Why Do Federal Government Shutdowns Occur?

Budget Process By Kevin R. Kosar January 16, 2024

Article I, section 9, clause 7 of the U.S. Constitution declares, “No Money shall be drawn from the Treasury, but in Consequence of Appropriations made by Law.”

And when Congress enacts bills to appropriate money for spending, those bills have a limited duration, usually one year. Should Congress fail to enact another spending bill (say, for agricultural programs) before the previous one expires, then a spending gap occurs. The agencies funded by that appropriations legislation will run out of money and are not supposed to operate —and incur new operational costs— until Congress appropriates new funding.

With 12 appropriation bills needing to be enacted to fund the whole of government, government shutdowns come in degrees. If 11 of 12 spending bills become law, then the shutdown will be small and partial. Should none of the spending bills be passed, the shutdown should be total.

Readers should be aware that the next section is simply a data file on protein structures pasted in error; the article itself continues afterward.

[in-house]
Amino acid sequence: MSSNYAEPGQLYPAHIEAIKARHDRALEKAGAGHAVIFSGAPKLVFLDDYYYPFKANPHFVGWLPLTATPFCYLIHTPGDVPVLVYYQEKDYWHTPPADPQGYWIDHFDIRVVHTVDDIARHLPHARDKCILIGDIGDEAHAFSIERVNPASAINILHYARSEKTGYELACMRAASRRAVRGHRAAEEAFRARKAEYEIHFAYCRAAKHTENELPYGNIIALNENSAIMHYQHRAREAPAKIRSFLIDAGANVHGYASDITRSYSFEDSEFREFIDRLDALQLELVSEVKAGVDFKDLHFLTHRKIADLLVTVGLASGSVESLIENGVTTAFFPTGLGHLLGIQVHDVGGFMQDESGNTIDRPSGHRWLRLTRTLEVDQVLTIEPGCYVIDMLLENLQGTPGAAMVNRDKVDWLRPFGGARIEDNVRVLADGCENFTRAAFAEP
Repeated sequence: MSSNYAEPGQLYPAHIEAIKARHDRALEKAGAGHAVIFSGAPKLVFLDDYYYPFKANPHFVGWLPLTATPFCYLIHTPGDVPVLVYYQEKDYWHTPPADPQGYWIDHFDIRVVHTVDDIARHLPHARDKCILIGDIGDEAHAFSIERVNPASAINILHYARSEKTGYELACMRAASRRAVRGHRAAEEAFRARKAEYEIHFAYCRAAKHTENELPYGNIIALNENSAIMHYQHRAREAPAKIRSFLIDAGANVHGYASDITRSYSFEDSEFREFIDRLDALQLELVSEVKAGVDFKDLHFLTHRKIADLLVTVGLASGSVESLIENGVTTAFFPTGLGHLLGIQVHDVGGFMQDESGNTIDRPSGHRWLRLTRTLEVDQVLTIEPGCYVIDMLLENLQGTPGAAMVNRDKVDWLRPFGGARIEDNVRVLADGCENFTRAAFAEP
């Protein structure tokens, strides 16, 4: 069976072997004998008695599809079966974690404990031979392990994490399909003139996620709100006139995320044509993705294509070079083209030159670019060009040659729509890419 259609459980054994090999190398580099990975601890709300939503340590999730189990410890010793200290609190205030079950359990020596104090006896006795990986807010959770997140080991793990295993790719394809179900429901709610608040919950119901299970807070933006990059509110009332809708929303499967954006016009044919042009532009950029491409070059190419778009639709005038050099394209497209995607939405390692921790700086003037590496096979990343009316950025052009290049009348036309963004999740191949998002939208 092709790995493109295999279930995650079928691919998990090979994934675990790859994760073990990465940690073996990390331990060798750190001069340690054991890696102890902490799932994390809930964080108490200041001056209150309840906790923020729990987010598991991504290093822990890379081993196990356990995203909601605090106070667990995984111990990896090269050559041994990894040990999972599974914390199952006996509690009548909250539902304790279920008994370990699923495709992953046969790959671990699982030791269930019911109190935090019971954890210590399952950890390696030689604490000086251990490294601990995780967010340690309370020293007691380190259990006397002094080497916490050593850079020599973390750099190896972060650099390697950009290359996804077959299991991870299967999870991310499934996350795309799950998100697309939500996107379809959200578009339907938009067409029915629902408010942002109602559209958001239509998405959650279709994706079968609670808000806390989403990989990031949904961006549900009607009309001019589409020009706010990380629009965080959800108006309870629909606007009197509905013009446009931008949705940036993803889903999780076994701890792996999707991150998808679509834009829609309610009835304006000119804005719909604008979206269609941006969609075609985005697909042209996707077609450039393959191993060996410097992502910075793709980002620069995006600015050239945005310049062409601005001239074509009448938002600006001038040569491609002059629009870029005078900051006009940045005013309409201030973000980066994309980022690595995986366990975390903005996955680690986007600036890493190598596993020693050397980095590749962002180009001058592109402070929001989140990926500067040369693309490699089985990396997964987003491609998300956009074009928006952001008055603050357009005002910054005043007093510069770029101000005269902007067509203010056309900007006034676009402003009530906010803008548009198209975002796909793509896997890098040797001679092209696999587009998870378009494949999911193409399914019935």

In truth, however, the United States does not have total government shutdowns. Many federal workers are furloughed and do not come to work. But others, such as members of the military and border control agents, are exempt and continue their duties.

This Congressional Research Service report explains government shutdowns and their nuances.


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